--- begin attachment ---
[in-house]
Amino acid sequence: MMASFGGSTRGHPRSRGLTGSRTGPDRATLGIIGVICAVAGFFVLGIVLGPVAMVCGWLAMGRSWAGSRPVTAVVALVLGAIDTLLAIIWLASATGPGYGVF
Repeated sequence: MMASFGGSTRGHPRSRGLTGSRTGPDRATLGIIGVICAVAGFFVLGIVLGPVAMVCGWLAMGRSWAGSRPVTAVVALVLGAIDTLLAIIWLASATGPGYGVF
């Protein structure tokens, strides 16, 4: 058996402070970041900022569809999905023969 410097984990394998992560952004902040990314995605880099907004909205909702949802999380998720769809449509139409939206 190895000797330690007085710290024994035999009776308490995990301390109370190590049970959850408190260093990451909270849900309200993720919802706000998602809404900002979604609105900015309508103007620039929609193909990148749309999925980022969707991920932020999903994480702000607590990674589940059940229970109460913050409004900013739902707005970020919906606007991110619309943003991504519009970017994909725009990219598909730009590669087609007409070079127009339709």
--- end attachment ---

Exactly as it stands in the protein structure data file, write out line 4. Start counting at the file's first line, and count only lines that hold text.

């Protein structure tokens, strides 16, 4: 058996402070970041900022569809999905023969 410097984990394998992560952004902040990314995605880099907004909205909702949802999380998720769809449509139409939206 190895000797330690007085710290024994035999009776308490995990301390109370190590049970959850408190260093990451909270849900309200993720919802706000998602809404900002979604609105900015309508103007620039929609193909990148749309999925980022969707991920932020999903994480702000607590990674589940059940229970109460913050409004900013739902707005970020919906606007991110619309943003991504519009970017994909725009990219598909730009590669087609007409070079127009339709």